You are the light of the world. A town built on a hill cannot be hidden. Neither do people light a lamp and put it under a bowl. Instead they put it on its stand, and it gives light to everyone in the house. In the same way, let your light shine before others, that they may see your good deeds and glorify your Father in heaven.
— Matthew 5:14-16 (NIV)
I think it’s safe to say that when we read this verse, our imagination paints a nostalgic, beautiful picture—warm light shining through a cabin, flickering candles, cheerful flame in the fireplace, a beautiful little lake outside. Right? The language of the verse encourages this: “ . . . light a lamp . . . put it on its stand . . .” And so this is the only way many of us are willing to think about it. But there are other ways of creating light—most of us, at least in the Western world, don’t even use fire anymore. So, as people leave the traditional church—the keeper of the flame—by the tens of thousands, perhaps it’s time to reinterpret what it means to be the light of today’s world.
THERE ARE THREE THINGS YOU NEED TO GENERATE LIGHT
- a source or ignition,
- some kind of fuel, and
- a suitable environment.
To ignite a flame, you need a flintlock or match—something that creates a spark. Your fuel substance would most likely be something made from oil or wood. If you need a brighter light, you use more fuel—more wood, more oil, more of a non-renewable resource. (Of course, as you toss more wood on a fire, you’re not just creating a brighter light, you’re also making the fire hotter and hotter, which may or may not be helpful.) To keep the flame going, the environment must have plenty of oxygen.
Fire has been the light source for humans for thousands of years, so it’s no surprise that we have built our churches in this paradigm. Traditional churches, whether small or mega, want to light their flames and put them on stands—and in a “dark world” the brighter the better, right? Which means they need bigger and bigger fires consuming more and more fuel, more and more resources.
But we’re finding that these resources are, like wood and oil, non-renewable. Lay and professional ministers are burning out, money is scarce, and the people the light was meant to attract are repelled by the wastefulness and the excess energy—the heat—that is no longer cozy or even useful for life.
But in the same way that our most common source of light has moved from the flame to electrical light, we’re seeing a migration in what it means for us to be the light of the world.
An electrical light has the same three requirements a flame does, but these are met in a very different way. First, the source is either an alternating or direct current. Unlike a match or flintlock, electricity is unseen most of the time . . . it’s kind of magical. You flip a switch and the light turns on whether you understand the physics behind it or not, whether you accept it or fear and shun it.
Second, the fuel we used first were filaments before we moved on to gasses. Here we discovered different kinds of light, like neon and all these colors that were bright and cool. As we worked on generating brighter and more efficient light, we discovered halogen and now LEDs, which are very bright, power efficient, safe to touch, and if you hook them up to solar panels, completely renewable.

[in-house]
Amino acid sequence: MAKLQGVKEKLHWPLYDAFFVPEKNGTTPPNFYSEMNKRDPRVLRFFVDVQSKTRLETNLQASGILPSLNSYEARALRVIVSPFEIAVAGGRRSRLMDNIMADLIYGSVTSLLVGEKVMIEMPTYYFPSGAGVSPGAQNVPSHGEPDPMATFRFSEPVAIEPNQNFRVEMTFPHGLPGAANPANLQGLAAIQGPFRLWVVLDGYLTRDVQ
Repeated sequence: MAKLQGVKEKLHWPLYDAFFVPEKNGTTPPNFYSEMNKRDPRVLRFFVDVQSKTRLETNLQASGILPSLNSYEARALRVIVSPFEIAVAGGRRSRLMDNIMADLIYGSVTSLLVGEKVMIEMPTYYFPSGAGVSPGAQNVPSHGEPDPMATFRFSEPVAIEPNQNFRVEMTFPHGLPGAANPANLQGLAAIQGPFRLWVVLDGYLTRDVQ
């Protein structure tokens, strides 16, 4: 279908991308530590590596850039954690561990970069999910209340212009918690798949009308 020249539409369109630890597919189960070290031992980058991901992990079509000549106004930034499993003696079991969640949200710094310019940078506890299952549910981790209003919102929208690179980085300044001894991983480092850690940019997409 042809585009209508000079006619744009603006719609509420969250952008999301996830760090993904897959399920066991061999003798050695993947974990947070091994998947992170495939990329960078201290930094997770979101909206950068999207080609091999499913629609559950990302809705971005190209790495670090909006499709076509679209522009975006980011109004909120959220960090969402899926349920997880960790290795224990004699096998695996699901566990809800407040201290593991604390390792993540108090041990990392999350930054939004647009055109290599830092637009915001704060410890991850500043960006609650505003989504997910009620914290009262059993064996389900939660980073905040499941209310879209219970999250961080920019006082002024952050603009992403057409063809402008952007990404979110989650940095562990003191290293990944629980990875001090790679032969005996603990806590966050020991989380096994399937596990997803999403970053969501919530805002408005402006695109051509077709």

What is really mind-blowing is that the environment in which these new sources of light work is the direct opposite of flame. Rather than the air-filled oxygenated environment that fire needs, electrical lights operate in a vacuum.
What a drastic change in a relatively short period of time! We have moved away from the traditional, age old flame to a technology that is at once more mysterious and more useful while achieving the exact same goal—lighting up dark places.
So this change will be different, strange, perhaps a little threatening to people who think of fire as the only or proper way to generate light. But it will be very natural, logical, and appealing for someone who has grown up flipping a switch to generate light in a brighter, cooler, more efficient way.
For someone in the new world, they can look back and say to someone in the traditional world, “You’re wrong! Building bigger and bigger fires doesn’t make any sense and is a unwise waste of resources!” And for those coming from a traditional world view, looking into the new world might also call what they don’t understand heresy or unbiblical. But both would be rude, and we don’t want to ever insult or disparage each other because that behavior is like a wet blanket or flicking a switch—either way, the light is extinguished.
To have either a traditional or a cultural way of interpreting what it means to be the light of the world does not mean that either is the only way to interpret Jesus’ words—we are merely looking at what he said in a different fashion. And as the church moves from being teaching-centric to service-centric, we need the next generation to lead us, discovering new, more efficient ways to shine the light more brightly than ever before.